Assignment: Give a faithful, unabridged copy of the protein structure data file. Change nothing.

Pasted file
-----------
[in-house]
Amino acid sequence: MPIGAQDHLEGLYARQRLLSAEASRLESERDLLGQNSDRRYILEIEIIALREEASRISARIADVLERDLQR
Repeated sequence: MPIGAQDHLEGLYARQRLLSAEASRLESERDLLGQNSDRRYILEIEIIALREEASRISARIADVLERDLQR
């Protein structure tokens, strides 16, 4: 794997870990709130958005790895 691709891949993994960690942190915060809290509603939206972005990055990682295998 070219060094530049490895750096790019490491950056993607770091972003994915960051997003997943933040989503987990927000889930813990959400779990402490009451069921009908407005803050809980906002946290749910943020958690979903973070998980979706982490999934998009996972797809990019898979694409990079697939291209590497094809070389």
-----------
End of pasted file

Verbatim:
[in-house]
Amino acid sequence: MPIGAQDHLEGLYARQRLLSAEASRLESERDLLGQNSDRRYILEIEIIALREEASRISARIADVLERDLQR
Repeated sequence: MPIGAQDHLEGLYARQRLLSAEASRLESERDLLGQNSDRRYILEIEIIALREEASRISARIADVLERDLQR
């Protein structure tokens, strides 16, 4: 794997870990709130958005790895 691709891949993994960690942190915060809290509603939206972005990055990682295998 070219060094530049490895750096790019490491950056993607770091972003994915960051997003997943933040989503987990927000889930813990959400779990402490009451069921009908407005803050809980906002946290749910943020958690979903973070998980979706982490999934998009996972797809990019898979694409990079697939291209590497094809070389």